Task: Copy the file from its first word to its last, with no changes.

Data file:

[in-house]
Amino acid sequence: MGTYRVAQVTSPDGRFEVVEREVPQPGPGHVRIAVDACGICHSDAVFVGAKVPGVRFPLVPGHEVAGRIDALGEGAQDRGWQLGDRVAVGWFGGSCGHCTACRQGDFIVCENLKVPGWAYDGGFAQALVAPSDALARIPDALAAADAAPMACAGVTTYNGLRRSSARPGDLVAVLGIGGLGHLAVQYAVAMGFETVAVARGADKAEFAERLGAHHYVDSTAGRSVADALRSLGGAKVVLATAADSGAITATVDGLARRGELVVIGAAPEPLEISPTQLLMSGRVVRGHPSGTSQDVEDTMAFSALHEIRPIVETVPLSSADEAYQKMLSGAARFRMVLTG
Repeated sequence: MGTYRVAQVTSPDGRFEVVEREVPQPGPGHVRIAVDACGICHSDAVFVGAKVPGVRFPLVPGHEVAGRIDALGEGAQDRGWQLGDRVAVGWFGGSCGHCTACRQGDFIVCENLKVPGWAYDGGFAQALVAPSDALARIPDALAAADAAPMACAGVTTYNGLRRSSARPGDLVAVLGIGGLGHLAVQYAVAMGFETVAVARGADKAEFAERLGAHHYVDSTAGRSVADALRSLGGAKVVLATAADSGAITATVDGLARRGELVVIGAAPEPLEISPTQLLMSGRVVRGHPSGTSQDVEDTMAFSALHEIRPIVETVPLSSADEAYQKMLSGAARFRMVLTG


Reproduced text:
[in-house]
Amino acid sequence: MGTYRVAQVTSPDGRFEVVEREVPQPGPGHVRIAVDACGICHSDAVFVGAKVPGVRFPLVPGHEVAGRIDALGEGAQDRGWQLGDRVAVGWFGGSCGHCTACRQGDFIVCENLKVPGWAYDGGFAQALVAPSDALARIPDALAAADAAPMACAGVTTYNGLRRSSARPGDLVAVLGIGGLGHLAVQYAVAMGFETVAVARGADKAEFAERLGAHHYVDSTAGRSVADALRSLGGAKVVLATAADSGAITATVDGLARRGELVVIGAAPEPLEISPTQLLMSGRVVRGHPSGTSQDVEDTMAFSALHEIRPIVETVPLSSADEAYQKMLSGAARFRMVLTG
Repeated sequence: MGTYRVAQVTSPDGRFEVVEREVPQPGPGHVRIAVDACGICHSDAVFVGAKVPGVRFPLVPGHEVAGRIDALGEGAQDRGWQLGDRVAVGWFGGSCGHCTACRQGDFIVCENLKVPGWAYDGGFAQALVAPSDALARIPDALAAADAAPMACAGVTTYNGLRRSSARPGDLVAVLGIGGLGHLAVQYAVAMGFETVAVARGADKAEFAERLGAHHYVDSTAGRSVADALRSLGGAKVVLATAADSGAITATVDGLARRGELVVIGAAPEPLEISPTQLLMSGRVVRGHPSGTSQDVEDTMAFSALHEIRPIVETVPLSSADEAYQKMLSGAARFRMVLTG